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Health Sciences Libraries

Promoting data visualization

By September 28, 2020September 16th, 2023No Comments

By Allison Campbell-Jensen

Shanda Hunt

Shanda Hunt

In the Health Sciences Library, the Data + Visualization Lab will be one of the new services on offer. “It’s been a number of years that libraries have been more involved in educating users about data visualization skills and practices,” says Shanda Hunt, Public Health Liaison and Data Curation Specialist. “It fits well with other libraries activities, as we’re always working with users to be as up to date as possible with dissemination of research. Data visualizations are a part of that now.”

To better promote its use, Hunt took a professional leave to help develop workshops and a toolkit.

During her leave, Hunt consulted with a colleague at another institution, read publications by creators of data visualization services, accessed available samples from well-established programs, and took courses in design principles and Tableau. She also joined the U’s Data Storytelling SIG.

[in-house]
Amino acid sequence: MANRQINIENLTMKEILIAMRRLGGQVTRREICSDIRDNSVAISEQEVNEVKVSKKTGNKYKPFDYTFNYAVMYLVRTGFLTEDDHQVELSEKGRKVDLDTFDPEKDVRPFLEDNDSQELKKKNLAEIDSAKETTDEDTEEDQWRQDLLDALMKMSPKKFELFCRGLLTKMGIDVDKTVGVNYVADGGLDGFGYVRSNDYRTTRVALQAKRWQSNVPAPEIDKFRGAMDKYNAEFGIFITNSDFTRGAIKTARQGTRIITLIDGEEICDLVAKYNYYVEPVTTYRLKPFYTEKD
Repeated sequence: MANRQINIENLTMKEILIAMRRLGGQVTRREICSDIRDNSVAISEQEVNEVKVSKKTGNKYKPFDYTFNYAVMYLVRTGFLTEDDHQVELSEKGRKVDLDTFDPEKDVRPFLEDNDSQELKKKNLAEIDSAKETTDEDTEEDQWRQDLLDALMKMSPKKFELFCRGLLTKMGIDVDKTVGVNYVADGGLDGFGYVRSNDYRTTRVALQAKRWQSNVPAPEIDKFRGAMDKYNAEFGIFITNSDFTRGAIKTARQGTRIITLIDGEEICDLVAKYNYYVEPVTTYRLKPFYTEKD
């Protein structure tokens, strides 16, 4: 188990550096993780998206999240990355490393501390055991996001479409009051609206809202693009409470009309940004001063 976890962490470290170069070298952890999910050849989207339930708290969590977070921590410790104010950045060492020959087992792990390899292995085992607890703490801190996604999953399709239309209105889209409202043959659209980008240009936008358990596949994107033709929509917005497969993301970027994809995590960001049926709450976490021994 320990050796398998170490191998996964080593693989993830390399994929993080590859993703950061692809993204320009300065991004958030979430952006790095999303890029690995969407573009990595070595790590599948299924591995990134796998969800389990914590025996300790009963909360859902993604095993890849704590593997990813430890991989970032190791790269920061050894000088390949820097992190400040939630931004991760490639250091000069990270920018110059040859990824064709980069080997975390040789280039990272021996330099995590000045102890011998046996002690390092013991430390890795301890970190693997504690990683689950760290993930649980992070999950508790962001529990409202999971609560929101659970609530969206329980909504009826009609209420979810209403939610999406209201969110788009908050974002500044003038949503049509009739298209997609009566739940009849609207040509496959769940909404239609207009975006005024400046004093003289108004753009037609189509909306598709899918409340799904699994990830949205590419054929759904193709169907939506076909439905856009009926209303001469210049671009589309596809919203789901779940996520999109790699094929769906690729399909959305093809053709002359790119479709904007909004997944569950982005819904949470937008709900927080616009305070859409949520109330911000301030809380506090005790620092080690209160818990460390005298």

The result is the first programming for the Data + Visualization Lab.

“It feels like an unofficial kick-off,” Hunt says. “There’s a sense of excitement.”

Enrollment limits were raised and now almost 100 people are signed up for the first workshop to result from her study: “Data Visualization: Design principles and targeted messaging to effectively communicate your research.” It will be offered Oct. 2. Along with design and messaging, she will emphasize the importance of telling the story of data and approaching data visualizations with ethics and accessibility in mind. The Zoom workshop includes two activities for participants to think through their projects.

She also developed a workshop, “Introduction to Tableau,” a data visualization tool. In this Oct. 9 offering, Hunt teaches beginner-level skills such as importing data, creating queries, and exporting visualizations using this publicly available tool. In the future, she’d like to offer this in person, so that users could download Tableau and use it in real time.

Hunt also developed an extensive online resource guide, “Data Visualization Services Toolkit for Libraries.” The seven-step guide offers a variety of resources for those seeking to get started. Since posting and promoting it, it has been viewed more than 800 times.

Now others here at the U and around the country can take advantage of what she has learned.

Mark Engebretson

Author Mark Engebretson

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